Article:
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Outpatient Medical Errors Surpass Those of In-Patient Errors

Written by Berkowitz

healthcare worker on a tabletThe Institute of Medicine originally shocked the public decades ago by estimating that as many as 98,000 patients were dying each year due to medical mistakes in hospitals. However, a study published by The Journal of the American Medical Association (JAMA) suggests that outpatient errors could be just as hazardous – if not more – than in-patient errors.

Researchers from the Weill Cornell Medical College in New York assessed damage awards in malpractice claims ranging from 2005 to 2009. They found that claims involving outpatient care were actually more than half of all of the claims paid out in 2009 – and it wasn’t isolated to just in-patient care.

While researchers did note a decline in the number of claims over the period that they studied, that rate of decline was larger for events that took place inside hospitals rather than outside. This means that there were less in-house errors performed – and less malpractice suits because of it.

Why are Outpatient Errors Occurring More?

While inpatient claims account for higher settlements and, often, are due to complications from surgery, outpatient settings accounted for the higher volume of injuries and deaths associated with medical errors.

This finding prompted researchers to then look into what could be causing the increased rate of error. One possibility that researchers proposed was that sophisticated procedures, including some surgeries, have moved from inpatient to outpatient. This can lead to higher error rates among these injuries, especially if they are performed in small surgical centers that do not have the same controls and protocols in place as major hospitals.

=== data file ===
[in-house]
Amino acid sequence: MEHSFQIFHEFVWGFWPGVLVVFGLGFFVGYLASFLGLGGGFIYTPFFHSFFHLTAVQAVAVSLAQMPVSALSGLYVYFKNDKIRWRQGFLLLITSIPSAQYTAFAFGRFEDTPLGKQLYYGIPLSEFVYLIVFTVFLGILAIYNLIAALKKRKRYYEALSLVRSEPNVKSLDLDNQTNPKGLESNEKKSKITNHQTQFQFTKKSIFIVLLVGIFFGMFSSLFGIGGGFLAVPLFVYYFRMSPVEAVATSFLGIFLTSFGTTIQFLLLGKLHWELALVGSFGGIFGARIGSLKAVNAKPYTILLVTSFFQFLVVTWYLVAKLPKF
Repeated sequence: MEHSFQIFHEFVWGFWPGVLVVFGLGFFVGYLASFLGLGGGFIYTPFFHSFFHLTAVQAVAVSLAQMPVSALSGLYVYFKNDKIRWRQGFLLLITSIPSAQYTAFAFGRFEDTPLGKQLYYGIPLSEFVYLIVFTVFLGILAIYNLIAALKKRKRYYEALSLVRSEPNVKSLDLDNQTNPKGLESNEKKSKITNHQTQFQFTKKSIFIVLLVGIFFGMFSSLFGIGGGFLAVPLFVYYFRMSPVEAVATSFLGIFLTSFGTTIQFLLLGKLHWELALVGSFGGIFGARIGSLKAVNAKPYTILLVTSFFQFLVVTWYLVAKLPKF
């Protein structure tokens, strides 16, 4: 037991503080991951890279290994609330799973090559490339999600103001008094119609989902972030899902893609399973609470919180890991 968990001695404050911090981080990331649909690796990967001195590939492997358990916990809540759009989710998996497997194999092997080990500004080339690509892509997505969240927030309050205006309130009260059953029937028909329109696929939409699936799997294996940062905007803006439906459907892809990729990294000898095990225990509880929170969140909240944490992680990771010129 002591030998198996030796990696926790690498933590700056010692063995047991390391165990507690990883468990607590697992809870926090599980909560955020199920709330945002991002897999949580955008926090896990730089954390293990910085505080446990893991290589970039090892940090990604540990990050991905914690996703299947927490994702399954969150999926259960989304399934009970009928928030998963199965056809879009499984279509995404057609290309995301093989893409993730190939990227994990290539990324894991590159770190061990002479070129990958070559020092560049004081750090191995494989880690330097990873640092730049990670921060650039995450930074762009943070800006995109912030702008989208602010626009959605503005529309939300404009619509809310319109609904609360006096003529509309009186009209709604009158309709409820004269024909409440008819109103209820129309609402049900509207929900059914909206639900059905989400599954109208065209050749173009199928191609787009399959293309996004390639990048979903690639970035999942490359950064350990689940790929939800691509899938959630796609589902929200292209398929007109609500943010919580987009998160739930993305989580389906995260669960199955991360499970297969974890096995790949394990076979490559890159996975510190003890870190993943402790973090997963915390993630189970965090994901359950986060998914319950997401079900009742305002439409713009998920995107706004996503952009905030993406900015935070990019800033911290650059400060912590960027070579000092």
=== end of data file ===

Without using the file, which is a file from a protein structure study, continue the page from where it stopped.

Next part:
Another possible cause is that overworked and overwhelmed doctors are causing more errors. Internists see more patients each day, for example. The more patients they take on, the less time they spend with each patient in the examination room. Also, the amount of data available between one physician to the next is limited – even with electronic health records. When physicians do not have all of the data in front of them, it can be difficult to make a proper decision.

What Can Be Done to Correct It?

There are things that can be done to limit the number of outpatient injuries or deaths. Some things physicians can do include:

  1. Communicating with patients more effectively. Often, the issue is a lack of informed consent. Patients do not realize the risks involved with a procedure; had they been aware, they would not have consented to the procedure. Physicians need to more clearly communicate these potential risks, so that their patients are aware of what they are consenting to.
  2. Improved sanitation and sterilization procedures. Those facilities that offer outpatient procedures need to follow guidelines that hospitals employ for sterilization. Lack of sterilization can lead to transmission of diseases and increased infection rates.
  3. Medication errors and administration needs to be monitored. Another common error is medication administration. Patients are being given medications without proper history records, monitoring or consideration of side-effects.

Were You Injured in an Outpatient Setting?

If you were injured in an outpatient procedure or were the victim of medical malpractice, you could be entitled to compensation. Speak with a medical malpractice attorney right away for a case evaluation. Contact Berkowitz and Hanna LLC today to schedule a no-obligation case evaluation. Call us or contact us online to get started.